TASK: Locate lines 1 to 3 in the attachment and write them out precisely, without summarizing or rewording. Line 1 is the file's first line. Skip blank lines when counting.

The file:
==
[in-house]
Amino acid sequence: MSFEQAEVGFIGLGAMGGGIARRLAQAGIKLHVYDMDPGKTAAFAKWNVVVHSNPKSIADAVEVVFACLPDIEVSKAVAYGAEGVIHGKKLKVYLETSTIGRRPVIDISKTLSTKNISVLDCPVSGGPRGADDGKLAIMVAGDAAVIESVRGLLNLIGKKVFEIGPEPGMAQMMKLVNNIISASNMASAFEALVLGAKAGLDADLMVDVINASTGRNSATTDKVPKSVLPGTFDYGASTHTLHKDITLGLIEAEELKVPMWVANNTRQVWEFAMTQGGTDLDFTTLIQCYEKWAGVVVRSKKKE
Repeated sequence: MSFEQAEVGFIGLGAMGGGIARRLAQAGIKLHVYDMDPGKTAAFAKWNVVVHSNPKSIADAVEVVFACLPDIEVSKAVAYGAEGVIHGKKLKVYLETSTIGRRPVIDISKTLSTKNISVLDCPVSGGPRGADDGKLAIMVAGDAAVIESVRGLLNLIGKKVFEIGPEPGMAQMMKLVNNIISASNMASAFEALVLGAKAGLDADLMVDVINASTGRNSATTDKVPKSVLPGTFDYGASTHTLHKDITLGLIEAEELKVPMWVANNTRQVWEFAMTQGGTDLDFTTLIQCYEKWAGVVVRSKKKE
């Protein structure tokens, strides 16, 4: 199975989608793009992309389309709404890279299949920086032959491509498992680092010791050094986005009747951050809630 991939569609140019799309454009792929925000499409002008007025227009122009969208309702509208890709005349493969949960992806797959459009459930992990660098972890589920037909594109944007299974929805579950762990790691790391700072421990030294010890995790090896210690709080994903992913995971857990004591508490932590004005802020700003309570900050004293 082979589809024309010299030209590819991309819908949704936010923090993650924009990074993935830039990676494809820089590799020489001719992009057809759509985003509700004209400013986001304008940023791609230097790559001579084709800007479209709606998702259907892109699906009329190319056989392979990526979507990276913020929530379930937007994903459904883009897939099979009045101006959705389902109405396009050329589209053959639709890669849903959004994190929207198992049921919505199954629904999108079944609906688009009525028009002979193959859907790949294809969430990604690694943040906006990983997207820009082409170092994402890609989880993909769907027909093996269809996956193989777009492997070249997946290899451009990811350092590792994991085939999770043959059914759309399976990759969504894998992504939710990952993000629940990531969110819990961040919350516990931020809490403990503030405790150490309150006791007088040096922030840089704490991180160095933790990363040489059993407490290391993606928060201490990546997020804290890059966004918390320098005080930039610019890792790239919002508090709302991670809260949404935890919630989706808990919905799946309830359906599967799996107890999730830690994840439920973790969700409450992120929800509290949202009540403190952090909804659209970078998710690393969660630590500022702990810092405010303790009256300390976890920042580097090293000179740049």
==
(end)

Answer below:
[in-house]
Amino acid sequence: MSFEQAEVGFIGLGAMGGGIARRLAQAGIKLHVYDMDPGKTAAFAKWNVVVHSNPKSIADAVEVVFACLPDIEVSKAVAYGAEGVIHGKKLKVYLETSTIGRRPVIDISKTLSTKNISVLDCPVSGGPRGADDGKLAIMVAGDAAVIESVRGLLNLIGKKVFEIGPEPGMAQMMKLVNNIISASNMASAFEALVLGAKAGLDADLMVDVINASTGRNSATTDKVPKSVLPGTFDYGASTHTLHKDITLGLIEAEELKVPMWVANNTRQVWEFAMTQGGTDLDFTTLIQCYEKWAGVVVRSKKKE
Repeated sequence: MSFEQAEVGFIGLGAMGGGIARRLAQAGIKLHVYDMDPGKTAAFAKWNVVVHSNPKSIADAVEVVFACLPDIEVSKAVAYGAEGVIHGKKLKVYLETSTIGRRPVIDISKTLSTKNISVLDCPVSGGPRGADDGKLAIMVAGDAAVIESVRGLLNLIGKKVFEIGPEPGMAQMMKLVNNIISASNMASAFEALVLGAKAGLDADLMVDVINASTGRNSATTDKVPKSVLPGTFDYGASTHTLHKDITLGLIEAEELKVPMWVANNTRQVWEFAMTQGGTDLDFTTLIQCYEKWAGVVVRSKKKE